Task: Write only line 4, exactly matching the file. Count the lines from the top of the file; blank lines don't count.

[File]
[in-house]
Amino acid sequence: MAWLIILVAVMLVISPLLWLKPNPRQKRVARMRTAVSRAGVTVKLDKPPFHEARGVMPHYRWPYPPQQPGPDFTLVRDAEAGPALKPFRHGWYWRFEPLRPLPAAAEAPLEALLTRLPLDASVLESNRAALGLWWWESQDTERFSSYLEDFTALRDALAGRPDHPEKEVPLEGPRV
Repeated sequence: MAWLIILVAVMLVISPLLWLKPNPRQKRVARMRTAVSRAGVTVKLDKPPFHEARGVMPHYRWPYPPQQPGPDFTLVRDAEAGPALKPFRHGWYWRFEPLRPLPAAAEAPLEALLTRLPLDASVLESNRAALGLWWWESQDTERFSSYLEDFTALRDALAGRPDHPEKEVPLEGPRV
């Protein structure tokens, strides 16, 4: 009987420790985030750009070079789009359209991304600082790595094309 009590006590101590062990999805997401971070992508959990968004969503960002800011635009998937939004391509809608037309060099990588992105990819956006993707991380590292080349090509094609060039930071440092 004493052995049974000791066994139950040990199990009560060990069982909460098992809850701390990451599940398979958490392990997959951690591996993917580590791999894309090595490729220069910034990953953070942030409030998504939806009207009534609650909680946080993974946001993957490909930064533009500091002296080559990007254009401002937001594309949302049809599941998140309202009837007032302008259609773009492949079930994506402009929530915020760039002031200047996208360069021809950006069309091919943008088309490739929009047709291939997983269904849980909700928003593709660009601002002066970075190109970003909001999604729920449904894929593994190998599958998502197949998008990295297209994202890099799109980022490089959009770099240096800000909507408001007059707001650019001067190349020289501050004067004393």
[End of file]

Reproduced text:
């Protein structure tokens, strides 16, 4: 009987420790985030750009070079789009359209991304600082790595094309 009590006590101590062990999805997401971070992508959990968004969503960002800011635009998937939004391509809608037309060099990588992105990819956006993707991380590292080349090509094609060039930071440092 004493052995049974000791066994139950040990199990009560060990069982909460098992809850701390990451599940398979958490392990997959951690591996993917580590791999894309090595490729220069910034990953953070942030409030998504939806009207009534609650909680946080993974946001993957490909930064533009500091002296080559990007254009401002937001594309949302049809599941998140309202009837007032302008259609773009492949079930994506402009929530915020760039002031200047996208360069021809950006069309091919943008088309490739929009047709291939997983269904849980909700928003593709660009601002002066970075190109970003909001999604729920449904894929593994190998599958998502197949998008990295297209994202890099799109980022490089959009770099240096800000909507408001007059707001650019001067190349020289501050004067004393």